Shares of Harmony Gold Mining (NYSE:HMY) plunged on Friday morning, diving down 12% by 10:45 a.m. EST.
Yesterday Harmony Gold Mining reported record quarterly revenue of $374 million thanks to high gold prices and a 10% increase in production. That combination, along with strong gold and currency hedges, yielded a profit of $97 million. In fact, hedges alone added $17 million to the bottom line during the quarter.
Therein lies one of Harmony Gold Mining's problems going forward, according to analysts at Citi, who downgraded the stock to a sell today. Citi cited rising costs and the upcoming roll-off of Harmony's currency and gold price hedges leading to "sharply lower" earnings in the future.
Another factor contributing to today's sell-off is the sinking price of gold, which was down 2.5%, to $1,234 an ounce, by mid-morning and took most gold stocks with it. Weighing on the price are the election results in the U.S., which are causing the U.S. dollar to strengthen and the price of gold to slump. These two factors are a particularly heavy weight for South African gold miners, which is why Gold Fields (NYSE:GFI) and Randgold Resources (NASDAQ:GOLD) joined Harmony and slumped sharply in recent days:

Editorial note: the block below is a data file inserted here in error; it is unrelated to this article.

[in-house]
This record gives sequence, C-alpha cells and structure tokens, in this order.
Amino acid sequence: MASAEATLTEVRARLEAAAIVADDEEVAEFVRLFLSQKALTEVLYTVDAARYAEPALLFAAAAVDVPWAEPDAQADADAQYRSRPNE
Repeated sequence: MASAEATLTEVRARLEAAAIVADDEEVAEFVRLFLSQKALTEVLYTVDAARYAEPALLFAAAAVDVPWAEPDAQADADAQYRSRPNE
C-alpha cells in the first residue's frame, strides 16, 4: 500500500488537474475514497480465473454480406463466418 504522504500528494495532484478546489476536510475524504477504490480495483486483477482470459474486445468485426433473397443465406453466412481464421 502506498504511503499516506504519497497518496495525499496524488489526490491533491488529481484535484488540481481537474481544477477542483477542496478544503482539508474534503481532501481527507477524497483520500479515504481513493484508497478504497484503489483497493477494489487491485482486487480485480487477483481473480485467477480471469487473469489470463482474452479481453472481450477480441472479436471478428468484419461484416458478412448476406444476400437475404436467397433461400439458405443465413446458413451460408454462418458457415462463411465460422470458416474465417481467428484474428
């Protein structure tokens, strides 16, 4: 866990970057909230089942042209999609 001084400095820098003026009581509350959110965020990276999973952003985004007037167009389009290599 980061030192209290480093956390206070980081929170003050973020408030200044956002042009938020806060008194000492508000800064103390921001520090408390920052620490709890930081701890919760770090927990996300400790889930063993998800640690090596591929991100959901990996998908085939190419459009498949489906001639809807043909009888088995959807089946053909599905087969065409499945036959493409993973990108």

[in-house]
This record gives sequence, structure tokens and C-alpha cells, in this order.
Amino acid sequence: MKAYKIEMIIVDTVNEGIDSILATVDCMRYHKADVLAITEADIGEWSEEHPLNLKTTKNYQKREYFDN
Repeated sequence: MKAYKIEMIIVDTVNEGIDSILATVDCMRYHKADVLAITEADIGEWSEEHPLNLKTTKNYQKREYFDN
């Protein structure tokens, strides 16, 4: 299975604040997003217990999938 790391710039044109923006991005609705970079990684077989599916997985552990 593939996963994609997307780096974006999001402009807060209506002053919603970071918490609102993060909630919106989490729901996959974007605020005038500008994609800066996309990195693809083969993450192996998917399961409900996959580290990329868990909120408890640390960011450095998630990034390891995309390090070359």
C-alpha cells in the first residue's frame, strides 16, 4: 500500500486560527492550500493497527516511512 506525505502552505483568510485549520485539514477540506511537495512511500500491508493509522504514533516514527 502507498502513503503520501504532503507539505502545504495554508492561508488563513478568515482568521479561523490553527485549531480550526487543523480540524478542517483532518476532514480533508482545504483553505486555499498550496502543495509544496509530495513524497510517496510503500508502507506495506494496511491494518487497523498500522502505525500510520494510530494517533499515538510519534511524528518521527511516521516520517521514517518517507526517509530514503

The unexpected U.S. election results are causing fierce headwinds to blow against South African gold miners this week. That has analysts concerned that Harmony Gold's earnings will tumble this year because the hedges it had in place to protect against these headwinds are winding down. Due to this, Harmony and its South African gold mining peers Gold Fields and Randgold Resources could be very volatile until the market has a better feel for how the Trump presidency will impact currencies and demand for gold by investors.
Matt DiLallo has no position in any stocks mentioned. The Motley Fool has no position in any of the stocks mentioned. Try any of our Foolish newsletter services free for 30 days. We Fools may not all hold the same opinions, but we all believe that considering a diverse range of insights makes us better investors. The Motley Fool has a disclosure policy.